Mallon’s ultimate verdict on Bush is that he was essentially a decent man rocked by events and in over his head. In the president’s feelings of personal responsibility to help save Ross and Allison’s ill-fated romance, Mallon suggests an admirable, if quixotic, quality that characterized elements of his presidency. “If he could help to solve their problems, writ small in the ink of a double catastrophe, maybe that could lead him toward a solution for the catastrophes themselves,” Mallon writes of the president’s intervention in a domestic dispute while the ravages of Katrina and the Sunni uprising abound. The once-fashionable portrayal of Bush as an evil mastermind—which has not aged well with time—is here implied to be a stupid calumny, not only because Bush is a fundamentally good man, but because he lacked the capacity for anything so ornate. As a fictionalized commentary on the Bush administration, Landfall provides a fitting contrast to VICE, Adam McKay’s cartoon-villain portrayal, which seems to have been made for the sort of person who faults Michael Moore for subtlety.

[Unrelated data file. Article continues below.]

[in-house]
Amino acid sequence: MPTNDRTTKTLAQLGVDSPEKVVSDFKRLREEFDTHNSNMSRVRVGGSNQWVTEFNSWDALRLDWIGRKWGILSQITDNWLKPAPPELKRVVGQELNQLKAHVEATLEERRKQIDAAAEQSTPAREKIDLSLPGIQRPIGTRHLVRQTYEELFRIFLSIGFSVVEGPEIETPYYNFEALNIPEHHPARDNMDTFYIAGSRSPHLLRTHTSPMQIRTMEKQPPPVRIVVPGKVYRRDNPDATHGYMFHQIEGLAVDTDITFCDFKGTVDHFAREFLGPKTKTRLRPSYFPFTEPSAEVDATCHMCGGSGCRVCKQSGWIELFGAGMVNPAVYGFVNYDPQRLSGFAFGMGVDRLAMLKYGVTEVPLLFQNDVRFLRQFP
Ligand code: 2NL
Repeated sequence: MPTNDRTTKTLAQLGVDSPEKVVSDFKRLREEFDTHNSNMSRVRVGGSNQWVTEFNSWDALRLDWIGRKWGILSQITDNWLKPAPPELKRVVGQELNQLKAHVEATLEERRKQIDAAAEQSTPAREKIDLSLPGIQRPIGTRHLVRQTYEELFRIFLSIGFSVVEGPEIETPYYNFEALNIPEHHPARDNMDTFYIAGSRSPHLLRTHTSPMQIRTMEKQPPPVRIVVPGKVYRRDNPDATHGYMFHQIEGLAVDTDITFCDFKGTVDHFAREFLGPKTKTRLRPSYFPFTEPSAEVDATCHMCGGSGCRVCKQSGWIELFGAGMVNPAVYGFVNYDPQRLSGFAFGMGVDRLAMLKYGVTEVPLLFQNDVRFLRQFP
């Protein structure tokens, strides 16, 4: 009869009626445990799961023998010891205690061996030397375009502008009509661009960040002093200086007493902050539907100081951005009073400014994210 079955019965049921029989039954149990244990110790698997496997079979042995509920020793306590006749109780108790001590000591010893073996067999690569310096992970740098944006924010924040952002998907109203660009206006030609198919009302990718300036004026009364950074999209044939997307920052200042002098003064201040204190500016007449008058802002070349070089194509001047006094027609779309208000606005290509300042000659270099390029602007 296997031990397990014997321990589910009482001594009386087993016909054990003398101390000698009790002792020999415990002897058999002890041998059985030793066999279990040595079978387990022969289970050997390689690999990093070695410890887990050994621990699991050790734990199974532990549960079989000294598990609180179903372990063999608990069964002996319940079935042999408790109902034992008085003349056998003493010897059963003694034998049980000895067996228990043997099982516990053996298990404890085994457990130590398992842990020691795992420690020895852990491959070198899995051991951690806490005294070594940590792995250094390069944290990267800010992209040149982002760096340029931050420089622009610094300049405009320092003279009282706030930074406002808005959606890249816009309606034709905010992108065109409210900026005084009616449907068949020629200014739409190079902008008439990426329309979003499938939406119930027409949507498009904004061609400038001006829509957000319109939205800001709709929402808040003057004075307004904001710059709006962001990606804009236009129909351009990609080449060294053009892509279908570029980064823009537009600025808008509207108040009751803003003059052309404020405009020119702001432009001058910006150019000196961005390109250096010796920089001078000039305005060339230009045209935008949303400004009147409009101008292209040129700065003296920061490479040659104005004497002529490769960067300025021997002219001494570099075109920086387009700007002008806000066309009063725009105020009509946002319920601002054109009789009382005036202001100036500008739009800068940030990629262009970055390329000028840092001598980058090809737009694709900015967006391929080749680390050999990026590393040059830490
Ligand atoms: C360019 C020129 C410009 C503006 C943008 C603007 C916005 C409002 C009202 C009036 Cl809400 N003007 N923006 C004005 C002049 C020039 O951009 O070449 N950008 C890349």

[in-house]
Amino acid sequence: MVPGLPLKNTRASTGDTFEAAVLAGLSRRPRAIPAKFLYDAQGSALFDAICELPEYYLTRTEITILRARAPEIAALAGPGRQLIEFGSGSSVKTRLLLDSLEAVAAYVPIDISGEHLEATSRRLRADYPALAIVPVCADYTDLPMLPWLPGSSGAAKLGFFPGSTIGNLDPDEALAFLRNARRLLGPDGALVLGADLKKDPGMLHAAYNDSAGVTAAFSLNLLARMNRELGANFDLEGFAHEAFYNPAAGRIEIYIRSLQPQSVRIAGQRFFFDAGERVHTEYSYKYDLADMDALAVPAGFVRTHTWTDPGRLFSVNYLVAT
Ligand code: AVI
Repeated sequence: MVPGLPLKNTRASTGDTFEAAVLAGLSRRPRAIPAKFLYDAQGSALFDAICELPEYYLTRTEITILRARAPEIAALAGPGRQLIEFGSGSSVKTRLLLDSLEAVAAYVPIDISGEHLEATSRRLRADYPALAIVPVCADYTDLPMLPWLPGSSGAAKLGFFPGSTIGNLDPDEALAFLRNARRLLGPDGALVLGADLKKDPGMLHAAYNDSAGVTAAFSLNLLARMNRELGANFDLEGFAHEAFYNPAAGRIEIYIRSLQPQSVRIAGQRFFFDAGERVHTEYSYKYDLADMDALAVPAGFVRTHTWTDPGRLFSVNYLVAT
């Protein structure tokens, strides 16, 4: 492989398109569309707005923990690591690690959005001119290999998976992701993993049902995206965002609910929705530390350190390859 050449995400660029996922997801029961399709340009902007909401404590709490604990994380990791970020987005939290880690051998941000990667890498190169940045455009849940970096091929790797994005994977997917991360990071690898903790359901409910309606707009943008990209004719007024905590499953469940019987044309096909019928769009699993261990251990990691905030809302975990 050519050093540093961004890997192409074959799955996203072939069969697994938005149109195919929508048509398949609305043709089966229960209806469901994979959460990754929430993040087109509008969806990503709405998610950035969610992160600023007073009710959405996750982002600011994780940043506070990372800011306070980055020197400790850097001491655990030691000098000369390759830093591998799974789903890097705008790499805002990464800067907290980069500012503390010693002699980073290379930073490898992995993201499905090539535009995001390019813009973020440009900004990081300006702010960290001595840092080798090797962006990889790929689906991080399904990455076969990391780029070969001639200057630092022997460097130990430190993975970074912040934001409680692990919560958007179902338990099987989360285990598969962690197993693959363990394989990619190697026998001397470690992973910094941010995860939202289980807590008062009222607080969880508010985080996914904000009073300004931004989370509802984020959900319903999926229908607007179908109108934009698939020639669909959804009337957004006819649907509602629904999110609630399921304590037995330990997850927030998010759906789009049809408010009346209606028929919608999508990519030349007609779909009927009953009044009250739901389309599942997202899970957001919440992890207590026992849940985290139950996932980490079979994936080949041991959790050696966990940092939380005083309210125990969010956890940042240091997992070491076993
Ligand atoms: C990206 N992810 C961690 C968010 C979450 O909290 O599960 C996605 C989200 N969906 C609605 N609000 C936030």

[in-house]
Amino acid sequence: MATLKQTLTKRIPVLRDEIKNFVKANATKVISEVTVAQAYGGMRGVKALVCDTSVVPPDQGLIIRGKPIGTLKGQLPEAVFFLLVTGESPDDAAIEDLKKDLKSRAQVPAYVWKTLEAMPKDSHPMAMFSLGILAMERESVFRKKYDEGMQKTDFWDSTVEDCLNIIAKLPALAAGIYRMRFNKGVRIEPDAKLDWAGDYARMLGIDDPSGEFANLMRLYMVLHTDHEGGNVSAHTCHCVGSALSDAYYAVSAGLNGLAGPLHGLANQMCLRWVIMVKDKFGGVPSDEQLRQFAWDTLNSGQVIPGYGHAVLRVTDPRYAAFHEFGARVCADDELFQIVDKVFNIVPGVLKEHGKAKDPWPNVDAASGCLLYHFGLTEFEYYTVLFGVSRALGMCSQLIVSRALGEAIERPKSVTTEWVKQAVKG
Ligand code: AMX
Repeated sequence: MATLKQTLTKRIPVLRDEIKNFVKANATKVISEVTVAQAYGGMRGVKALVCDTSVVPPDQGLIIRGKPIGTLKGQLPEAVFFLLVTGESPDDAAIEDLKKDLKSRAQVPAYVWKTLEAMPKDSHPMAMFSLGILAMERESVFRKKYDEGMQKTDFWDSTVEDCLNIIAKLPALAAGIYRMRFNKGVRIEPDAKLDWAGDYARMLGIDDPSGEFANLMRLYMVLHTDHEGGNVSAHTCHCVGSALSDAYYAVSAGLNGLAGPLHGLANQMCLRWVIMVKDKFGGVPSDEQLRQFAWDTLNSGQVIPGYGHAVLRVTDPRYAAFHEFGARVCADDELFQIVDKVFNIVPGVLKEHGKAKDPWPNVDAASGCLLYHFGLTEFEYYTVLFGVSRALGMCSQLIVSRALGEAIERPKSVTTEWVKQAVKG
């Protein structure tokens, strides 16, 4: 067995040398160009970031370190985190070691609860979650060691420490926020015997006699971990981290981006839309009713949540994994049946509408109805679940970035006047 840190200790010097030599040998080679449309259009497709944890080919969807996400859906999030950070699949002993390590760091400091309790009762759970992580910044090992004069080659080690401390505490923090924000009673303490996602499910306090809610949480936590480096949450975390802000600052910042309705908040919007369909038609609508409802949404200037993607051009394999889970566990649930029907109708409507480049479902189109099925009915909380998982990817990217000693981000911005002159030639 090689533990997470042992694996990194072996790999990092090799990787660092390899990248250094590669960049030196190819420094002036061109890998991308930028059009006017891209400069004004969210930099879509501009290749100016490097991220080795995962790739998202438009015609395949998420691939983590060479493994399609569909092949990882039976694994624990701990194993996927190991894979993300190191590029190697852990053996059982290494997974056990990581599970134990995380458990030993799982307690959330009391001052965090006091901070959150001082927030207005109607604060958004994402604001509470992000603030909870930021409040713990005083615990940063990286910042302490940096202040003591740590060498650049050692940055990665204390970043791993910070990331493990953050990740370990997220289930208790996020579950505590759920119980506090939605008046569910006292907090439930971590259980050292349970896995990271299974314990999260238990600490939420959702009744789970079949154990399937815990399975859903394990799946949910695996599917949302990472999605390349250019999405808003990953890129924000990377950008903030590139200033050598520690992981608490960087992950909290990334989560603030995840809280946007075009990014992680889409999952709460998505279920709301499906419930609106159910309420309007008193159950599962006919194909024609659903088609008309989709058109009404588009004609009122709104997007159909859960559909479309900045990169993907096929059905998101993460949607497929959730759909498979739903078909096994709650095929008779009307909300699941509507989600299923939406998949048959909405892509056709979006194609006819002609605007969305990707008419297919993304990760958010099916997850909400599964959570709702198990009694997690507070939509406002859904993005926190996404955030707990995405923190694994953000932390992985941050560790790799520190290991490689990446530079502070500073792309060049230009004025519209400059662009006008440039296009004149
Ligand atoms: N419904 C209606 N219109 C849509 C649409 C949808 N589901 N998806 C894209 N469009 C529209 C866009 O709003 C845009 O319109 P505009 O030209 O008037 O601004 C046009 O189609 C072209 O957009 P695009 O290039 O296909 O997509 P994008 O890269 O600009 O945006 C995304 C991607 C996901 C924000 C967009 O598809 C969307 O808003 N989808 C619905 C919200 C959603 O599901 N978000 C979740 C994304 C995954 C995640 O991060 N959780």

Mallon has completed this trilogy at an auspicious time. It is the sort of fiction that our current president has rendered obsolete, for the simple reason that we’re now living it. In his novels, Mallon had to intuit the interior lives of his characters and their imagined dialogue behind closed doors. A diligent researcher, he thanks members of Bush’s National Security Council in his acknowledgments and cites tomes penned by New York Times and Washington Post reporters. In the nearly four years since a certain reality-television-show mogul descended a shopping-mall escalator to announce his campaign for the presidency, the American public has been inundated with a constant stream of tweets, leaks, and jaw-dropping revelations about this singularly chaotic administration. Literally nothing is left to the imagination, the most vital gift a novelist possesses.